The choice of animation also meets my intention to humanize the dealers. Oscar Aubry and Mickael Dupré [who are directing alongside Tardif] took care of drawing endearing, moving, even funny characters. Our goal is not to promote cannabis, but to get to know dealers’ realities though sensitive portraits. We will have won our bet if the spectator says to himself, “These people are outlaws but they are perhaps not so different from me?”
Cannabiz is produced by Christian Pfohl from Lardux Films and co-produced by Emmanuel Chevilliat of Neos Films. They are looking for a partnership with an international platform or French broadcaster.
Anxious to preserve the anonymity of the people I met, actors re-recorded their testimonies, to avoid broadcasting their own voices. Animation is another way of getting to know them, without putting them in danger.
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In France, weed dealers can be found anywhere, but are never heard from. The trade is as ubiquitous as it is fiercely prosecuted: France is one of Europe’s biggest consumers of the drug, yet possession and sale can be punished by ten years in prison and a €7.5 (USD.8) million fine. For dealers, discreetness is key.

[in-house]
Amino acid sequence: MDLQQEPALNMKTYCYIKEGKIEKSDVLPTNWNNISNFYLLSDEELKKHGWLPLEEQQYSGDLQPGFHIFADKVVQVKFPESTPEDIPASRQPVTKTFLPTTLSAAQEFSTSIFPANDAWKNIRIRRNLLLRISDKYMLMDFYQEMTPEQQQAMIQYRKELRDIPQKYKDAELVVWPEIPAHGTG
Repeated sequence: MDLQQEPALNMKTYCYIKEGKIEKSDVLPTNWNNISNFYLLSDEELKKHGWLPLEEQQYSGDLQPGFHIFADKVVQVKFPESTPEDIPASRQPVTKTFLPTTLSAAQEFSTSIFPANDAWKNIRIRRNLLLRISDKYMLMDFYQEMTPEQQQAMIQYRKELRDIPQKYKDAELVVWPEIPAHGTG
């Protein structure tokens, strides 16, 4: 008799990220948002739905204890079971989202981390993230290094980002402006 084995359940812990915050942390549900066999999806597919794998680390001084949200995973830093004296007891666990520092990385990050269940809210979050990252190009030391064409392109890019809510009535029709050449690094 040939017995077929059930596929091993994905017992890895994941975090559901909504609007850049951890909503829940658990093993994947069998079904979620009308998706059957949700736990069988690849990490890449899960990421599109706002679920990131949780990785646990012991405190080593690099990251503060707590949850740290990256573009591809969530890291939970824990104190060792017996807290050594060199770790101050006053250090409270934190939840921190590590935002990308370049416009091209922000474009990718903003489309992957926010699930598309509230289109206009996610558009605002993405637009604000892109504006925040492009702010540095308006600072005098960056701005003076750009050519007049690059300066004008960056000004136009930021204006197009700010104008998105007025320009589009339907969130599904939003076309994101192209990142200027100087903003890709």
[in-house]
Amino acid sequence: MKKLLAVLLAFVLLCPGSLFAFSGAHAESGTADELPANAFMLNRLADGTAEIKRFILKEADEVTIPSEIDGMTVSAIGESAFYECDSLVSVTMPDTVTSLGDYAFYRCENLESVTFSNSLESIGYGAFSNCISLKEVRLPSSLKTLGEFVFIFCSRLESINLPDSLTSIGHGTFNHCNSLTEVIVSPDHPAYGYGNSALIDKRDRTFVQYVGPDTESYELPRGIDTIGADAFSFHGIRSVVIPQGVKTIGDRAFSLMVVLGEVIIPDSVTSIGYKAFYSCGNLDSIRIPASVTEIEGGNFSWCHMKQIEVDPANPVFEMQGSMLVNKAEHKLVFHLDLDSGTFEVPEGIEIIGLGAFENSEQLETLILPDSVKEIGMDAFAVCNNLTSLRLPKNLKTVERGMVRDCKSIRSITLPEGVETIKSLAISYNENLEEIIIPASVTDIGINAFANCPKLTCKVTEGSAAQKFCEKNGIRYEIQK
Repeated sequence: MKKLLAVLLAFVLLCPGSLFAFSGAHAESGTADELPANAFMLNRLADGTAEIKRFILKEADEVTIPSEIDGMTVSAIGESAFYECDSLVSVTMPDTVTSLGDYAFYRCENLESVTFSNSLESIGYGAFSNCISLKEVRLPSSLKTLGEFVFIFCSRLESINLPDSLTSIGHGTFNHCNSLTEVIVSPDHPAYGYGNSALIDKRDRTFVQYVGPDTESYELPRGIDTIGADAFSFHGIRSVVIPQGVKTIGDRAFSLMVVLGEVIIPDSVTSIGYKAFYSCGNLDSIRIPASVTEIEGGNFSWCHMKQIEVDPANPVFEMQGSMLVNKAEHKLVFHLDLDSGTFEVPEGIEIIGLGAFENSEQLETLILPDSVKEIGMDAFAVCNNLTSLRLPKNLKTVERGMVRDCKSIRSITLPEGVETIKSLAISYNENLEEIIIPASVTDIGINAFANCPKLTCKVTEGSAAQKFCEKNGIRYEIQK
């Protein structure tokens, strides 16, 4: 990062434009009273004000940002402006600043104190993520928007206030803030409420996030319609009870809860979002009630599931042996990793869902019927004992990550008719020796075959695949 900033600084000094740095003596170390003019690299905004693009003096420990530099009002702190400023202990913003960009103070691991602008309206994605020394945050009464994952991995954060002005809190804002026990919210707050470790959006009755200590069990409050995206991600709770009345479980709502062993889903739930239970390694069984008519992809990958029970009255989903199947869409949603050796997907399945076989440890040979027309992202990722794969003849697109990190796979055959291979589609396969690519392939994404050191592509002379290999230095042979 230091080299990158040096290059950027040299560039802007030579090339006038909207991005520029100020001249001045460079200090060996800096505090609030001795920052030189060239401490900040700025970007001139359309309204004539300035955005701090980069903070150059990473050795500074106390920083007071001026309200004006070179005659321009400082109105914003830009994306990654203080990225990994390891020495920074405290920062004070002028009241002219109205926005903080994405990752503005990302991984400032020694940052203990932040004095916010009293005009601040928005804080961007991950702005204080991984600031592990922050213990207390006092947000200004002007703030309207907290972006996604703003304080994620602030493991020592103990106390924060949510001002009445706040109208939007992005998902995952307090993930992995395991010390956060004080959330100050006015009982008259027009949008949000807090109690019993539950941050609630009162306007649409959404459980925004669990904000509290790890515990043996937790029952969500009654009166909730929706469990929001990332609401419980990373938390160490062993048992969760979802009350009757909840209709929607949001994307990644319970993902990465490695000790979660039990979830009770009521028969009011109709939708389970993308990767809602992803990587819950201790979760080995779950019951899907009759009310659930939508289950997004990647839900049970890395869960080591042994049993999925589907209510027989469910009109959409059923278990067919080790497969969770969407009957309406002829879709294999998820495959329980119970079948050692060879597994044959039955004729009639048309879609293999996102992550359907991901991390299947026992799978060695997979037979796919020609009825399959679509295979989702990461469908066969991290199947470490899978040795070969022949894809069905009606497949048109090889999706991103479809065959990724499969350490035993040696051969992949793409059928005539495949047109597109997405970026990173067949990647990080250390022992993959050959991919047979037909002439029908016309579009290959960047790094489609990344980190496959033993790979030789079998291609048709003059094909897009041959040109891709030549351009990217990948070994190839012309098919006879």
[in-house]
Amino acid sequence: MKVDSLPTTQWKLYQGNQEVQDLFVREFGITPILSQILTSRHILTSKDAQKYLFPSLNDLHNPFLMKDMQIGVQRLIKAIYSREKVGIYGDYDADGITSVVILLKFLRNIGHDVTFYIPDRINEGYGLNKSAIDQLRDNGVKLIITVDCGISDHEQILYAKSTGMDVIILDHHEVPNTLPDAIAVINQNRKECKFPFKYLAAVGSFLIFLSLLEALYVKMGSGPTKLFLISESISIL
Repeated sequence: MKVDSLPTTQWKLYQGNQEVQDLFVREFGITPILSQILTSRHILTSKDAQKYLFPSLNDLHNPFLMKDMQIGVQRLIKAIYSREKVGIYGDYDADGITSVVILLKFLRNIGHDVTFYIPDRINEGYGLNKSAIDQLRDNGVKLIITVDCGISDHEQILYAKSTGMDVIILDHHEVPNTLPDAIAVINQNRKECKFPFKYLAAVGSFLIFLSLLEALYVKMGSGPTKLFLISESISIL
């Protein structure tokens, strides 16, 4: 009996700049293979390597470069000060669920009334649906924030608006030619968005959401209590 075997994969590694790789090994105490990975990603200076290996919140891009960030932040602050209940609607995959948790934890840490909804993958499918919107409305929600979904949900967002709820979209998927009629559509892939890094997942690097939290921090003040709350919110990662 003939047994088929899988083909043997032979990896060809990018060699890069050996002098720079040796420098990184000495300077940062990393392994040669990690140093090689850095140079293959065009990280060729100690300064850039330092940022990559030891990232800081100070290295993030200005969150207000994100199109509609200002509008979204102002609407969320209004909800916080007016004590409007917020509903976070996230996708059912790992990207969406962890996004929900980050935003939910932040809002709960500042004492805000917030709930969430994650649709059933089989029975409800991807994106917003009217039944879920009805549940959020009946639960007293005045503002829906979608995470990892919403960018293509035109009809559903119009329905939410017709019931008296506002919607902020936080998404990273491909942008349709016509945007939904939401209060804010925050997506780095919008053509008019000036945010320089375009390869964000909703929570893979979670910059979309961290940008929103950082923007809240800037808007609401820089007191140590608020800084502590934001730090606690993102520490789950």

Aubry and Dupré, graduates of Lyon’s École Émile Cohl, are depicting the characters in a loose, painterly style inspired by Chinese ink techniques. The series uses hand-drawn animation.

Following the project’s presentation at this week’s Cartoon Forum, we are exclusively premiering the pilot. It focuses on Nina, who sells to affluent communities on the Mediterranean coast:
Cannabiz sets out to explore this black market, with all its risks and hypocrisies. The animated documentary series, which is in development, is built around rare interviews with small-scale dealers in the country, who explain how they came to sell cannabis and how they go about it.

This is something the use of animation also helps to achieve. As Tardif explains:
The series consists of 10 x 5 min episodes, each of which is a standalone portrait of one dealer. They come in all stripes: city-dwellers and farmers, male and female, young and old, part-time and full-time. The dialogue is closely based on conversations that writer-director Victorien Tardif conducted with his subjects, but has been re-recorded by actors to maintain anonymity.

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